Commenced in January 2007
Frequency: Monthly
Edition: International
Paper Count: 28

Search results for: Poonam A. Sachdev

28 Quality Evaluation of Bread Enriched with Red Sweet Pepper Powder (Capsicum annuum)

Authors: Ramandeep Kaur, Kamaljit Kaur, Preeti Ahluwalia, Poonam A. Sachdev


Bread is an ideal vehicle to impart bioactive compounds to the consumers in a convenient manner. This study evaluated bread enriched with red sweet pepper powder (RSP) at 2, 4, 6, 8, 10% and compared to control bread (without RSP). The bread crumbs were assayed for bioactive, physical, nutritional, textural, color, and sensory properties. Bread supplemented with RSP improved its color, nutritional, and bioactive properties. The low moisture content and increased hardness were observed at higher levels of RSP. Color intensity (expressed as L*, a*, b* values) of bread with 2 and 4% RSP were lower than those of high levels, and the same trend was observed for protein, fibre and ash content of bread. Significant (p < 0.05) increases were recorded for bioactive compounds such as total phenols (0.145 to 235 mg GAE/g), antioxidant activity (56% to 78%) and flavonoids (0.112 to 0.379 mg/g) as the level of powder increased. Bread enriched with 8% RSP showed improved sensory profile as compared to control, whereas a further increase in RSP decreased the sensory and textural properties. Thus, RSP act as a natural colorant and functional food that enhanced the functional and nutritional properties of bread and can be used to customize bread for specific health needs.

Keywords: breads, bioactive compounds, red sweet pepper powder, sensory scores

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27 Comparative Study of Isothermal and Cyclic Oxidation on Titanium Alloys

Authors: Poonam Yadav, Dong Bok Lee


Isothermal oxidation at 800°C for 50h and Cyclic oxidation at 600°C and 800°C for 40h of Pure Ti and Ti64 were performed in a muffle furnace. In Cyclic oxidation, massive scale spallation occurred, and the oxide scale cracks and peels off were observed at high temperature, it represents oxide scale that formed during cyclic oxidation was spalled out owing to stresses due to thermal shock generated during repetitive oxidation and subsequent cooling. The thickness of scale is larger in cyclic oxidation than the isothermal case. This is due to inward diffusion of oxygen through oxide scales and/or pores and cracks in cyclic oxidation.

Keywords: cyclic, diffusion, isothermal, cyclic

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26 Burden of Dengue in Northern India

Authors: Ashutosh Biswas, Poonam Coushic, Kalpana Baruah, Paras Singla, A. C. Dhariwal, Pawana Murthy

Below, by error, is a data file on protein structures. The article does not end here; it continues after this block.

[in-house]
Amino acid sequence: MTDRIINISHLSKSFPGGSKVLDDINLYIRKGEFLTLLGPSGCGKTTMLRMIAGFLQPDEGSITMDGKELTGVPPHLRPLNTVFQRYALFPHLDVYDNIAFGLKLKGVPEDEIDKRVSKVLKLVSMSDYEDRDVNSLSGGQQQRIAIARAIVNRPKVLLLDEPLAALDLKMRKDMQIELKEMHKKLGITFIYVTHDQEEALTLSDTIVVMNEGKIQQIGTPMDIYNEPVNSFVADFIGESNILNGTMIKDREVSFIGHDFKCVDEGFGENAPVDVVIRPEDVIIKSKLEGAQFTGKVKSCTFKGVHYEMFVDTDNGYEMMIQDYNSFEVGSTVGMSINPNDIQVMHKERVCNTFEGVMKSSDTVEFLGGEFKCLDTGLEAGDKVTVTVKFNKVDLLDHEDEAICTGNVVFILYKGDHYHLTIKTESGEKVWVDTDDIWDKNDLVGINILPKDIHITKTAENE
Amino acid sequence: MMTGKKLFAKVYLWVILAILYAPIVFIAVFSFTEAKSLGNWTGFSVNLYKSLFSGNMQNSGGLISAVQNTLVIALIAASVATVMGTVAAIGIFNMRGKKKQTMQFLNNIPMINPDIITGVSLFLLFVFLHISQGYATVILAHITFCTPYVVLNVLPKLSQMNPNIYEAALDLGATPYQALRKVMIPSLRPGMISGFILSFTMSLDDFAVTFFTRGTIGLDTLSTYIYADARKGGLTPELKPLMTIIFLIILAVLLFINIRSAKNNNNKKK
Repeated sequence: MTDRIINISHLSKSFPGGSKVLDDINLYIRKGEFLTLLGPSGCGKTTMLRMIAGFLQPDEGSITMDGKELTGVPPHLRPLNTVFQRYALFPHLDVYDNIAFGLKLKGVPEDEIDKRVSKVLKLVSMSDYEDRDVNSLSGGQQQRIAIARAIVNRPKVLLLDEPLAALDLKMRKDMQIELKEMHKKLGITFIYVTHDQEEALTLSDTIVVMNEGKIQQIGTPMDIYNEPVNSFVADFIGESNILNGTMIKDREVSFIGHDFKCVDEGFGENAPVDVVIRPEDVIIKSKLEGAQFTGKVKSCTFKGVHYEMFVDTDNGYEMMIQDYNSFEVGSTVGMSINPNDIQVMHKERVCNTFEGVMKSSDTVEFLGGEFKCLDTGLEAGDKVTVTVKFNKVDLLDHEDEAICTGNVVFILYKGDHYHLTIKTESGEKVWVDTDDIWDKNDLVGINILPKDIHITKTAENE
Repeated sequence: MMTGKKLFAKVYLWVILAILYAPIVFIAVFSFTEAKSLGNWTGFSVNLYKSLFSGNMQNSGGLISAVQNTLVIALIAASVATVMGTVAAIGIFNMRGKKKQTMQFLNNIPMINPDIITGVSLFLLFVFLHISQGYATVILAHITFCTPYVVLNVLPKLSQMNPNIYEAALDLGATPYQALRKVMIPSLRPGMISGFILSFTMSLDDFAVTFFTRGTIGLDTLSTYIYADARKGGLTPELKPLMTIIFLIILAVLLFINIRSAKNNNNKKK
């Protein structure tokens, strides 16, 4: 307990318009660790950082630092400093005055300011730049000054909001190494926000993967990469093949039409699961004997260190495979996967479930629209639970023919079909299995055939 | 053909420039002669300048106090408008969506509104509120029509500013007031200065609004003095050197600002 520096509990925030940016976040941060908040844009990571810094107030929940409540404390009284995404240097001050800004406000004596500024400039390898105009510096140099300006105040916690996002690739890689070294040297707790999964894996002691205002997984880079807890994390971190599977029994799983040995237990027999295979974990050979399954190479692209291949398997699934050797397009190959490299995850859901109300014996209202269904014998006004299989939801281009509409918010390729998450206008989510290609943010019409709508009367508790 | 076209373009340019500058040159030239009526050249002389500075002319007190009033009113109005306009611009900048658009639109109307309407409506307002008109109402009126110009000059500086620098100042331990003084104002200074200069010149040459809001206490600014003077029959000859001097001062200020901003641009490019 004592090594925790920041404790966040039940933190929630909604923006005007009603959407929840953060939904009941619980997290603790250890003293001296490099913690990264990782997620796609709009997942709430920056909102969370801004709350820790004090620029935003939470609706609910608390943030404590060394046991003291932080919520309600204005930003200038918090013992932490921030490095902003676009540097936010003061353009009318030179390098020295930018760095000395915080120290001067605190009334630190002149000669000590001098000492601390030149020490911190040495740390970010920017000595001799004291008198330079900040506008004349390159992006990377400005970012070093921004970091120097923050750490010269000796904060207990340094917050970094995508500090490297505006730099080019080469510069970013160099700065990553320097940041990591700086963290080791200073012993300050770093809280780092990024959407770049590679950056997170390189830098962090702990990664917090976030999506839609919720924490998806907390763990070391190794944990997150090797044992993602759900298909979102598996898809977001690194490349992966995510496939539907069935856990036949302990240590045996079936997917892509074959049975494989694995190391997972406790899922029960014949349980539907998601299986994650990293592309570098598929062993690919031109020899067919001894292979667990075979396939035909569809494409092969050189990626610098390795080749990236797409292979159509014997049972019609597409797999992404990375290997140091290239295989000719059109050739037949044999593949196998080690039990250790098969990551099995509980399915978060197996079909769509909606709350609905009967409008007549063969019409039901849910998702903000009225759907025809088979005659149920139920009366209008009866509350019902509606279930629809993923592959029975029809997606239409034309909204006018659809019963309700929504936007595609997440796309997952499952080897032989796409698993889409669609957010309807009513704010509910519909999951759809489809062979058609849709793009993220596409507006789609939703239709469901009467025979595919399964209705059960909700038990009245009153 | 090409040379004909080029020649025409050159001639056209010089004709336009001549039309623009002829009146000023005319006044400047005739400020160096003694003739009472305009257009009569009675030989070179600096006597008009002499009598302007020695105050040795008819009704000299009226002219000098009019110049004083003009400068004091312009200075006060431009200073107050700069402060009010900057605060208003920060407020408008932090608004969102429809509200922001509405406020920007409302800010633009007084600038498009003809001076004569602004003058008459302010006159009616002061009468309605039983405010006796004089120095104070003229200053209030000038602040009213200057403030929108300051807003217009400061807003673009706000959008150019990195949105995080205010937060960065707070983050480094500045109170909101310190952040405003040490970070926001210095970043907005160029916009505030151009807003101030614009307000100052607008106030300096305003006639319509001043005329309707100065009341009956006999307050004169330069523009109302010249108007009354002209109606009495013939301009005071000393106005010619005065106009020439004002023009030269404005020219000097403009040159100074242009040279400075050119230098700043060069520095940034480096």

Burden of Dengue in Northern India Ashutosh Biswas, Poonam Coushic, Kalpana Baruah, Paras Singla, AC Dhariwal, Pawana Murthy. All India Institute of Medical Sciences, NVBDCP,WHO New Delhi, India Aim: This study was conducted to estimate the burden of dengue in capital region of India. Methodology:Seropositivity of Dengue for IgM Ab, NS1 Ag and IgG Ab were performed among the blood donors’ samples from blood bank, those who were coming to donate blood for the requirement of blood for the admitted patients in hospital. Blood samplles were collected through out the year to estimate seroprevalance of dengue with or without outbreak season. All the subjects were asymptomatic at the time of blood donation. Results: A total of 1558 donors were screened for the study. On the basis of inclusion/ exclusion criteria, we enrolled 1531subjects for the study.Twenty seven donors were excluded from the study, out of which 6 were detected HIV +ve, 11 were positive for HBsAg and 10 were found positive for HCV.Mean age was 30.51 ± 7.75 years.Of 1531subjects, 18 (1.18%) had a past history of typhoid fever, 28 (1.83%) had chikungunya fever, 9 (0.59%) had malaria and 43 subjects (2.81%) had a past history of symptomatic dengue infection.About 2.22% (34) of subjects were found to have sero-positive for NS1 Ag with a peak point prevalence of 7.14% in the month of October and sero-positive of IgM Ab was observed about 5.49% (84)with a peak point prevalence of 14.29% in the month of October. Sero-prevalnce of IgGwas detected in about 64.21% (983) of subjects. Conclusion: Acute asymptomatic dengue (NS1 Ag+ve) was observed in 7.14%, as the subjects were having no symptoms at the time of sampling. This group of subjects poses a potential public health threat for transmitting dengue infection through blood transfusion (TTI) in the community as evident by presence of active viral infection due to NS1Ag +VE. Therefore a policy may be implemented in the blood bank for testing NS1 Ag to look for active dengue infection for preventing dengue transmission through blood transfusion (TTI). Acute or Subacute dengue infection ( IgM Ab+ve) was observed from 5.49% to 14.29% which is a peak point prevalence in the month of October. About 64.21% of the population were immunized by natural dengue infection ( IgG Ab+ve) in theNorthern province of India. This might be helpful for implementing the dengue vaccine in a region. Blood samples in blood banks should be tested for dengue before transfusion to any other person to prevent transfusion transmitted dengue infection as we estimated upto 7.14% positivity of NS1 Ag in our study which indicates presence of dengue virus in blood donors’ samples.